Personally, I believe this to be the real steal of the draft. When he was drafted he was described as a situational edge rusher, but when it was all said and done Ngakoue was on the field for more snaps than the Jaguars’ 2015 first-round pick Dante Fowler. His 8 sacks led the team and he also registered 22 tackles and 4 forced fumbles. The highlight of Ngakoue’s season came week 4 in London against the Indianapolis Colts. In that game Ngakoue had 4 tackles, a tackle for loss, a sack, a forced fumble, and an interception. Jaguars’ GM David Caldwell said that he wanted to find some mid-to-late-round steals and he found it in 2016 with Yannick Ngakoue.
What to expect in 2017: Hopefully Ngakoue continues to improve and avoids the “sophomore slump”. I think that he’ll be able to improve off of his stellar 2016 campaign and will be a key player in the pass rushing rotation. I think the best chance for Ngakoue to excel next year would be if the Jaguars get a premier pass-rusher in free agency that can start and let Ngakoue work in the rotation. He’ll be able to take mental snaps on the sideline and when he is on the field he’ll be fresh.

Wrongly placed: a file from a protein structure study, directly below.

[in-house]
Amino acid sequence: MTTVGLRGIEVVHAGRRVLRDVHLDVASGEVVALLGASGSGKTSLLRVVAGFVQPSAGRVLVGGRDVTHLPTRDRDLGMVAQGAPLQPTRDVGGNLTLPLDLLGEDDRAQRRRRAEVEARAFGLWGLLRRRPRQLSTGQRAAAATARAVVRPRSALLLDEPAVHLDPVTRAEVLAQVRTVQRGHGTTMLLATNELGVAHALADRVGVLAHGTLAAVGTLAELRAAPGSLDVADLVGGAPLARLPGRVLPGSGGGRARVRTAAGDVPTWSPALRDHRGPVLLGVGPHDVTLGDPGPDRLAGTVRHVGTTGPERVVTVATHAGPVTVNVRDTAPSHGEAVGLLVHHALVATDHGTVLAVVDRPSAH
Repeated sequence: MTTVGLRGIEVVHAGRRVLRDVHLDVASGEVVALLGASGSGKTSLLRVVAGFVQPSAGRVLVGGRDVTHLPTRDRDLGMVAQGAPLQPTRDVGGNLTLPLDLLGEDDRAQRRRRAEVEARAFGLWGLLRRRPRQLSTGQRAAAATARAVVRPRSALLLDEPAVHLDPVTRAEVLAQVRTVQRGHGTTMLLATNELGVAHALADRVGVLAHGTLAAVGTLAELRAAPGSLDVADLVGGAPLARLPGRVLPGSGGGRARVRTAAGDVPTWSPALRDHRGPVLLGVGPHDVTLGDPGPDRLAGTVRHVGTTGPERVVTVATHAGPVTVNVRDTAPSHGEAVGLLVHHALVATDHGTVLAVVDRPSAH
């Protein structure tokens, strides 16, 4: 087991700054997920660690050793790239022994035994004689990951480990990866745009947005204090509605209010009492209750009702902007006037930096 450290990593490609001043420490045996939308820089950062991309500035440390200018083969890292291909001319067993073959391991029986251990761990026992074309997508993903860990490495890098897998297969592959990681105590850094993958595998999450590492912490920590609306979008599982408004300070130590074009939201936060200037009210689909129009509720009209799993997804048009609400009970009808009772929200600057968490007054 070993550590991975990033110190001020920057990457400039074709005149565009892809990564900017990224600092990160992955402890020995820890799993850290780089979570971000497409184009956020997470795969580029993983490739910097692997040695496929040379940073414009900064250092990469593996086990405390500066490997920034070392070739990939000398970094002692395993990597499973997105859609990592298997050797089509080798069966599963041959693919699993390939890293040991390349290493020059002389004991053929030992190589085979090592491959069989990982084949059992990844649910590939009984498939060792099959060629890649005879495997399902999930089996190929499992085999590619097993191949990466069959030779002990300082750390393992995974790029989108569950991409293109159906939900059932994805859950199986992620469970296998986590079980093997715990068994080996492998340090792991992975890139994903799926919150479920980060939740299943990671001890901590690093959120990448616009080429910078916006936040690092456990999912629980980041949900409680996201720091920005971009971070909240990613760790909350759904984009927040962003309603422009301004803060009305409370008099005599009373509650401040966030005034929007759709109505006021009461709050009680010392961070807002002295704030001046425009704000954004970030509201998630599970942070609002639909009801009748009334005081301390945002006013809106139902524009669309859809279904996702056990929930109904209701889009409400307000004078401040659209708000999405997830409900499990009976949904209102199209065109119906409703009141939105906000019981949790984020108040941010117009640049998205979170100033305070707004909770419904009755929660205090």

Fourth Round (103rd Overall): Sheldon Day, DT.
Sheldon Day might not have been the flashiest player from the Jaguars’ 2016 draft class, but he contributed. Although he didn’t start any games he was active for all 16 games, and you can’t ask for much more than that from a fourth-round pick. His stats weren’t eye-popping either, 8 tackles and 1 sack, but again that’s okay. Day wasn’t drafted to come in and make an impact instantly, he was brought in to add depth to the Jaguars interior line where the Jaguars already had big names such as Malik Jackson, Roy Miller, and Sen’Derrick Marks. He was solid against the run and is a solid depth guy, and was really a great pick in the fourth round.